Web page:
Erol Bilgin has high hopes. His camel, Kara Elmas (Black Diamond), might not have won the beauty contest the day before, but it might well fare better in the main event, the wrestling competition. The two large camels stand face to face, sizing each other up, before throwing themselves head-first at one another.
Each animal struggles to bite its adversary’s feet to topple them, their long necks interlocking as the crowd cheers. More than 2,000 people, many settled around little tables for picnics, spur on their favourite to win. There are boos too, for those owners down in the arena who intervene too much in the matches.
The two camels throw themselves at each other, each repeatedly brought to their knees as they try to throw each other off balance.
The contests take place in the western Turkish town of Selcuk, at a site just a few minutes from the Aegean coast. In the fighting arena that day, 124 camels wrestled each other in short duels — part of a centuries-old Turkish tradition. Camel culture in Turkey dates back to the Yoruks, a nomadic people whose ancestors were the ancient warrior Selcuks, who arrived in Anatolia during the 11th century.
The first camel fight was formally organised in the region around the 1830s, says Devrim Erturk, an academic at Dokuz Eylul University in Selcuk. As the nomads settled, the camels were used for the transport of goods, mainly towards the western ports of Turkey. “And the cameleers started to make their camels fight” in the places they stopped at in the region, Erturk said.
He himself owns several camels, including a two-year-old male that he wants to see wrestle in the arena. Nearly 90 such events have been organised to take place in the region from Canakkale in the northwest to Antalya in the southwest between December and March. This is the reproductive season for camels — when the males who fight are naturally more aggressive — and a quieter period for residents, as agricultural activity slows in the winter.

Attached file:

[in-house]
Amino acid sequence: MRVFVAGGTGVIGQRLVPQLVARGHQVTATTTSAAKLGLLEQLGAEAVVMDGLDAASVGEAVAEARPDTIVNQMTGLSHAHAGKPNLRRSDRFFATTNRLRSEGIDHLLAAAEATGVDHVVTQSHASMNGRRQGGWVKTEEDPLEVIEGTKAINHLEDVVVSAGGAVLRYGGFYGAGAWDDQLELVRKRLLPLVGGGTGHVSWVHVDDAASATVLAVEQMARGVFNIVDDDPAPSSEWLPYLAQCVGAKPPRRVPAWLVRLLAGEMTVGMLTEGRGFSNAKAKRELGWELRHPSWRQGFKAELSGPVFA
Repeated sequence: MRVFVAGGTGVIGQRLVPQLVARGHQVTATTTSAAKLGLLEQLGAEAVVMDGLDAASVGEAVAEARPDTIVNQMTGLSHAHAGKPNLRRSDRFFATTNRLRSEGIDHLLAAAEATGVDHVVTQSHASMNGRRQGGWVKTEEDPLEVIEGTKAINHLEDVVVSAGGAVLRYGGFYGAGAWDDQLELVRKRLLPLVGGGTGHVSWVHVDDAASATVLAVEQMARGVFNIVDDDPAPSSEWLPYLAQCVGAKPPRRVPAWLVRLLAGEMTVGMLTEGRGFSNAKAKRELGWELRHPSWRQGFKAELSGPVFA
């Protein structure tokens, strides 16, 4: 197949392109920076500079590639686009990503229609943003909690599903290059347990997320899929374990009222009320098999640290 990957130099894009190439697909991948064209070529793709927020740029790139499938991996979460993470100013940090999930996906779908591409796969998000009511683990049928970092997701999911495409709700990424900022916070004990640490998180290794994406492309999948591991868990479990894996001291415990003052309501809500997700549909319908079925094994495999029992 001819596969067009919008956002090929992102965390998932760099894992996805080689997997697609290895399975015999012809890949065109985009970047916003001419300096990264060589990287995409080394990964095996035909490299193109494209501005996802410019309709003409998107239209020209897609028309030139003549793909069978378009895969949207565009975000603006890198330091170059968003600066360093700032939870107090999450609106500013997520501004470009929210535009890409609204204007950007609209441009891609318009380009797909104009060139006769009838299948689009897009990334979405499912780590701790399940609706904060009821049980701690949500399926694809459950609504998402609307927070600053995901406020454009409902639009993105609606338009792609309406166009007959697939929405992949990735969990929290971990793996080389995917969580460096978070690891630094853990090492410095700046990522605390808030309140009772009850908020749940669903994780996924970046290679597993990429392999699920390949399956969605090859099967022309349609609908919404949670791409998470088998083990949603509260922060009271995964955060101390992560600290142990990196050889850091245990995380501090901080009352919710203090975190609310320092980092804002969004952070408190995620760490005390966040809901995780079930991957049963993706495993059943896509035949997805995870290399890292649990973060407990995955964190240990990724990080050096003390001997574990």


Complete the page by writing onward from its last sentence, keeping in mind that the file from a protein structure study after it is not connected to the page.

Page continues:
Animal rights groups often call for the fights to end, denouncing them as cruel. But everyone at the arena insisted that all necessary measures are taken to protect the camels, including tying a cord around their mouth to limit the opening and biting. “For a cameleer, their camel is very precious… so the owners do all they can to ensure no harm comes to (their animal),” said Erturk.
Each animal struggles to bite its adversary’s feet to topple them, their long necks interlocking as the crowd cheers.
“Many carry the name of the cameleer’s children. My father gave my name, Devrim, to one of his camels.” The Selcuk festival, one of the most important, is held every year on the third weekend of January.
One of those in the audience is Abdullah Altintas, who has come to watch with his wife, Nilgun. “My father and grandfather had camels, it’s an ancestral tradition. Alas, I don’t have any but I go to see all the duels,” he told AFP.
Keeping Traditions Alive
On the first day, there was the beauty contest, on the second, the main event — the wrestling. That first day, owners paraded their champions through the town for local people to see.